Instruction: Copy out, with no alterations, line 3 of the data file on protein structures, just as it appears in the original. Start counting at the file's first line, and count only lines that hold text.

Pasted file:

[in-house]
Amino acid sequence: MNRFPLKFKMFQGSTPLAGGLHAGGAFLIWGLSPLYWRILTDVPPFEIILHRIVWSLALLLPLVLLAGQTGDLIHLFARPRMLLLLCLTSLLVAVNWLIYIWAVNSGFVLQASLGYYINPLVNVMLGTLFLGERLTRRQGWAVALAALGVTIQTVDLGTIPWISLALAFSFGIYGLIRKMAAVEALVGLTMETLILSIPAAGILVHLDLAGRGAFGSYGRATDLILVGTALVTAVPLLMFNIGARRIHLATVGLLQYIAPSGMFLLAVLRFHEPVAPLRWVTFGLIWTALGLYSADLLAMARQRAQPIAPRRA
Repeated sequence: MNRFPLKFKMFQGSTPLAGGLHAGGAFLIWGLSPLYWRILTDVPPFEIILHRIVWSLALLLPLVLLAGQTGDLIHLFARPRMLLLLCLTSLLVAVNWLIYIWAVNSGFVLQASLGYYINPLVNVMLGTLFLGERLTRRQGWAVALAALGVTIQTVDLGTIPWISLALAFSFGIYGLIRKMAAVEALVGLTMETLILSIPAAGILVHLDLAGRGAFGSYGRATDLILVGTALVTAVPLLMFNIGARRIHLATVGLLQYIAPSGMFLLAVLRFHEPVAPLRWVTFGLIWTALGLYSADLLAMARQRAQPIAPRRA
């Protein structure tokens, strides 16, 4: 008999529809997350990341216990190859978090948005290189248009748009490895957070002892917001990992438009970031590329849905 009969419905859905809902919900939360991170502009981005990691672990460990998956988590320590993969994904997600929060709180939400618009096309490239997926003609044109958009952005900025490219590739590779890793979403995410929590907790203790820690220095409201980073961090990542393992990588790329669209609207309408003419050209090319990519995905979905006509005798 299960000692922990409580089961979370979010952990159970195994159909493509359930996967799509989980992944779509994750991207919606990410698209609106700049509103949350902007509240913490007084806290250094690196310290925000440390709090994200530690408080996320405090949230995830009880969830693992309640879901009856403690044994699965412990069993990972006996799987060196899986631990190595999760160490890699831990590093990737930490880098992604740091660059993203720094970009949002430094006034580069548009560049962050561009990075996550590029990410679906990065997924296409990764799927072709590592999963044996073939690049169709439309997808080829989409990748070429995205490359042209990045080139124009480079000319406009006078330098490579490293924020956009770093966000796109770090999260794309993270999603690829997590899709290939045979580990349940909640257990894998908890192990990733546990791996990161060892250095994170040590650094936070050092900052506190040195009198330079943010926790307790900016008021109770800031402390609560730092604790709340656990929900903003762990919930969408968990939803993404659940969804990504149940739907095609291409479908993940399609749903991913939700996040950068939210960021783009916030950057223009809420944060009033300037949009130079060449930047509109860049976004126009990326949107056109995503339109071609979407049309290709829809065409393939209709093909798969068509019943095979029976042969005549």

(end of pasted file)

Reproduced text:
Repeated sequence: MNRFPLKFKMFQGSTPLAGGLHAGGAFLIWGLSPLYWRILTDVPPFEIILHRIVWSLALLLPLVLLAGQTGDLIHLFARPRMLLLLCLTSLLVAVNWLIYIWAVNSGFVLQASLGYYINPLVNVMLGTLFLGERLTRRQGWAVALAALGVTIQTVDLGTIPWISLALAFSFGIYGLIRKMAAVEALVGLTMETLILSIPAAGILVHLDLAGRGAFGSYGRATDLILVGTALVTAVPLLMFNIGARRIHLATVGLLQYIAPSGMFLLAVLRFHEPVAPLRWVTFGLIWTALGLYSADLLAMARQRAQPIAPRRA